How To Be A Proper Indian Wife
Updated: Sep 12
By: Leah Franqui
Sometimes you meet friends in the most unlikely of places. This is how it was for Rachel when her mother-in-law moved into the new apartment that she shares with her husband Dhruv.
Rachel is the main character in Leah Franqui’s new novel Motherland. She has recently moved to Mumbai with her new husband Dhruv who is of Indian descent. He has been offered a transfer from New York City with his company. The new job will afford them a better life than they had in NYC and a chance to travel and have adventures. What Rachel is not prepared for is when her mother-in-law Swati shows up at her door one day with her suitcases.
Swati announces to Rachel that she has left her husband of 40 years to live with them. Not only is it their job to take care of her, but it is her job to teach Rachel, the light-skinned American, the culture and practices of India. As you can imagine, this did not go over well. Rachel is an American who has no intention of living with her traditional Indian mother-in-law.
Rachel thinks that living in Mumbai will be full of adventures and since she loves to cook she imagined spending her days in the markets, shopping for wonderful supplies to create amazing Indian meals with. What she does not realize is that it is very hot, she has a very hard time communicating with the shop and stall owners, and that her husband rarely is home for dinner or home at all for that matter. The life that she is showing her friends on Instagram is not at all what is actually happening.
When Swati moves in with Rachel and Dhruv, Rachel assumes that her husband will have a conversation and send his mother on her way back to Kolkata, her hometown. What she soon realizes is that Dhruv will not send his mother home because he is an obedient Indian son and it is his duty to care for his mother. While Rachel doesn’t accept this, she does believe that with time, Swati will eventually go home. After all, India is very traditional and women who are married for 40 years just don’t leave their husbands, as they are too consumed with what others will think of them.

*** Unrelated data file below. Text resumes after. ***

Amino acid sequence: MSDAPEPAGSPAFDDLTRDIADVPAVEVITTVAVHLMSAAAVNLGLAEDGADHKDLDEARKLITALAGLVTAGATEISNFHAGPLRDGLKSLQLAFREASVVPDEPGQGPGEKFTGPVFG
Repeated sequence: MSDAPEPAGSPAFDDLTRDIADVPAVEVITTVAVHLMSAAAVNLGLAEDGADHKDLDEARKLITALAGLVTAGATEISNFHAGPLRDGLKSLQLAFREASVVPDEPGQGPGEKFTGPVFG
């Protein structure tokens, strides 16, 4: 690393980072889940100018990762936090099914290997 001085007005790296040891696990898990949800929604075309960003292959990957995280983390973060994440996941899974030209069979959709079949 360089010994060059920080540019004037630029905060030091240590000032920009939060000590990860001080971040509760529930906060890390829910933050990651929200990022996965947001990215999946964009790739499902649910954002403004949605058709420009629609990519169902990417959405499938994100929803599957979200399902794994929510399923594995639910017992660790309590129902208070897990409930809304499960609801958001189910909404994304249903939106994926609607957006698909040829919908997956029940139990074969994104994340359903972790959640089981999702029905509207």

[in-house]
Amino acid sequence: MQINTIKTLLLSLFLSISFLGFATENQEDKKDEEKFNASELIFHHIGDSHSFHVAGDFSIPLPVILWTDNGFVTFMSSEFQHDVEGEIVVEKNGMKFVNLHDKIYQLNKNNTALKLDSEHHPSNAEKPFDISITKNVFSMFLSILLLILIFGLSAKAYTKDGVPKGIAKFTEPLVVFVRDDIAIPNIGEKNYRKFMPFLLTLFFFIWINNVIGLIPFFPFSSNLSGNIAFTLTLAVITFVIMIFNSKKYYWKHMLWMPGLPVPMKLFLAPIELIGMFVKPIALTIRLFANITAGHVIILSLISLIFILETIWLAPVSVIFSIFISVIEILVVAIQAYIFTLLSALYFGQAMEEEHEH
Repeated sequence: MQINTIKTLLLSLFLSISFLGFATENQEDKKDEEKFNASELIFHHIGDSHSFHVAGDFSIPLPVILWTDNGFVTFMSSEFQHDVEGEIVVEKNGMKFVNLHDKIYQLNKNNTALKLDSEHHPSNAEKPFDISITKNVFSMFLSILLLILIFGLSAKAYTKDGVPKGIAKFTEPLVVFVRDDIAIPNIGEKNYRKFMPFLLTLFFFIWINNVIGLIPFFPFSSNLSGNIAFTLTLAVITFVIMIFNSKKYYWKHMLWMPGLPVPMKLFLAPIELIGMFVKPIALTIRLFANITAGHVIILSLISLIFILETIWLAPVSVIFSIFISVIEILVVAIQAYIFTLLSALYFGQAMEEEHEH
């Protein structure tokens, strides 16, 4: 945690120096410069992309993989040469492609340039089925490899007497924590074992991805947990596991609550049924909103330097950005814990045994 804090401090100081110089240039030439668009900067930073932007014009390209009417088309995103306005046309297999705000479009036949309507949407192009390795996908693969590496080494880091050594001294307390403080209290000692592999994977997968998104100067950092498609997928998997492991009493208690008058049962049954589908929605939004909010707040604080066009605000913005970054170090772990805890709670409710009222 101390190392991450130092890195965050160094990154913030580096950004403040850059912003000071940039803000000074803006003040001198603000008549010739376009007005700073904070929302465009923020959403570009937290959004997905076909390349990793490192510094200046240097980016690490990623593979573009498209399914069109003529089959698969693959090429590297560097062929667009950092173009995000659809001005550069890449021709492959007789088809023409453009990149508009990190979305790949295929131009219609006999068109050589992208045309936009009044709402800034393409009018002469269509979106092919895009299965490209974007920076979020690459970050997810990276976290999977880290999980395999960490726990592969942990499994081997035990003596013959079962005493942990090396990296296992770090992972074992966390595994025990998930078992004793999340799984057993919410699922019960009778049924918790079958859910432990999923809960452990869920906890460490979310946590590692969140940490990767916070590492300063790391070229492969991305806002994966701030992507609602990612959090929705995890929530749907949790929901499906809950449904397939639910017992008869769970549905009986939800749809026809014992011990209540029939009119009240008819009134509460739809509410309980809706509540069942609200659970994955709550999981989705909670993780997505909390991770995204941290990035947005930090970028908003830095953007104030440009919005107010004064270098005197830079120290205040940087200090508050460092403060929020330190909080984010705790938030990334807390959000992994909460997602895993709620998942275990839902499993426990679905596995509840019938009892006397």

In the meantime, Rachel does whatever she can to leave the apartment while Swati slowly takes over. She takes over their bedroom, she hires a maid to come twice a day and a cook to prepare all of their meals for them. She starts telling Rachel how to run her household. At first, Rachel fights Swati but eventually just gives up and accepts her fate.
Having nothing of her own, Rachel decides to go out and find herself a job. Something that will not only get her out of the house but also focus her mind on something meaningful and fulfilling.
While this is going on Dhruv gets sent on a month’s long business trip leaving Swati and Rachel together in Mumbai to figure it out. I would have easily been on the first plane back to America, but Rachel does not want to abandon her marriage and her new life in Mumbai. She stays, and slowly, what starts out as a miserable houseguest turns into the most unlikely of friendships.
For anyone who has an overbearing mother-in-law, you will get a kick out of this novel. You will appreciate Rachel’s patience and you will be angry with Dhruv for being so clueless. It is a funny and relatable story even if your mother-in-law is nothing like Swati. It is also another book that displays the fake lives that people often depict on social media. The need for us to “put on a good face” for society when everything in your life is really crumbling to pieces.
The friendship that evolves between Rachel and Swati, becomes not only the coming together of two completely different personalities but also the discovering of one’s own true identity with the help of an unlikely friend. It is a beautiful story of a culture very different from our own and the importance of knowing your true self.
If you like this book, I also recommend Franqui’s first novel, America For Beginners, which was published in 2018.
By: Leah Franqui
Publication Date: July 14, 2020